NZNO professional and nursing services manager Mairi Lucas (Ngāti Ranginui, Ngāti Raukawa) said the lack of progress on the workforce showed “there has been no commitment to increasing the Māori workforce to support Māori needs within health”.

Lucas has worked with kaiwhakahaere Kerri Nuku and Te Rūnanga to develop Maranga Mai’s goals under the banner of tino rangatiritanga including:

• Support for Māori self­-determination

• Purposeful recruitment and retention of Māori nurses, and training programmes

• Understanding implicitly, the history of Māori and colonisation.

• Cultural competency assessments by those who are competent in tikanga practice

• Ensuring Māori participation in governance and decision­making.

The revitalised commitment would need to apply to NZNO as much as the health sector, Lucas said.

“We’ve been a bicultural organisation for many years and yet our [NZNO staff] Māori workforce is less than two per cent. That’s worse than the nursing workforce.”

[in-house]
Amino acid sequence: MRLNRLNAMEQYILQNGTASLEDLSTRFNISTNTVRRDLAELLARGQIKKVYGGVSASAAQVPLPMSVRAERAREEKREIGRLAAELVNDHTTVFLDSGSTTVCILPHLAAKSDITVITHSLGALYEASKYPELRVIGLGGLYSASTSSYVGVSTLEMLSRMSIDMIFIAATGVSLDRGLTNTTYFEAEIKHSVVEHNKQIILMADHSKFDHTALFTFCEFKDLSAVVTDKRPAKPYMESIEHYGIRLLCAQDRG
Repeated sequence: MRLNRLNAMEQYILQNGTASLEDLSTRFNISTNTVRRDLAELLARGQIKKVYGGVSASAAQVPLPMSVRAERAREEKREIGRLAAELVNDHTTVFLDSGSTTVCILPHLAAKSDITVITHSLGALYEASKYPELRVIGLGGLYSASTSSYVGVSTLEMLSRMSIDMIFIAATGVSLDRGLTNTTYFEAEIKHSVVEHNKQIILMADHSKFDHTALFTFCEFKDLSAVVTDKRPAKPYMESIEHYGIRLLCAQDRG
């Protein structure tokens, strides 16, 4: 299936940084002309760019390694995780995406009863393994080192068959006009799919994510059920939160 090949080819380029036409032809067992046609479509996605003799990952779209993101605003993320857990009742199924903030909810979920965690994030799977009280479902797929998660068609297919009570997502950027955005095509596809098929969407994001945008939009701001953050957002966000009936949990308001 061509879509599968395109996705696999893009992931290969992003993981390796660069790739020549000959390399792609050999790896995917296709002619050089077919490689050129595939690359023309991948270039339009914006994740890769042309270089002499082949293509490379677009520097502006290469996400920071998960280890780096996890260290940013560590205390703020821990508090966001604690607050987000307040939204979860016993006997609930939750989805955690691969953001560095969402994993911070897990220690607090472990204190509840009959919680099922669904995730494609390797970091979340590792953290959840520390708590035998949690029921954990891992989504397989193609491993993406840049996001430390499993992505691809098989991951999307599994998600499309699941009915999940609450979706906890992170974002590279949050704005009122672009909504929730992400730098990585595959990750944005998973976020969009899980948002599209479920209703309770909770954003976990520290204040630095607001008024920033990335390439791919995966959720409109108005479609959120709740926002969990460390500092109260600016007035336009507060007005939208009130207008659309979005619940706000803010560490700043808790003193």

Lucas said she wanted to see more nurses employed by Māori and iwi providers represented in bargaining by NZNO.

‘Broad shoulders’ needed to counter workplace racism

Clinical nurse manager at Tauranga Hospital Traci Adams, 47, pursued a nursing career while a single mother of two.

A whānau group for students helped her navigate the challenges of study, but she says about eight dropped out from her course.

Tauranga Hospital clinical nurse manager Traci Adams, 47, said it was disappointing to hear racist comments from other nurses.

A cultural competency course was disparaged by many non­-Māori students, with some refusing to attend a marae stay, Adams said.

With 10 years under her belt, the respiratory ward nurse manager still comes across racist attitudes from other nurses.

Comments by non­-Māori nurses labelling a programme to offer Māori patients the COVID-­19 vaccination as “racist” were disappointing, Adams said.

“Just accept that our ancestors got it wrong. And, that it’s not about you personally – I think a lot of people get hung up on that.”

“Having those negative comments coming from the back is not helpful when we’re just trying to help our people get to an equitable level of health.”

She said systemic disadvantages resulting from colonisation were not well understood or acknowledged, and could led to resentment and racism for some.

“If I didn’t have the background that I do, and if I wasn’t as mature as I am, I don’t know if I would have had the broad shoulders to deal with that.”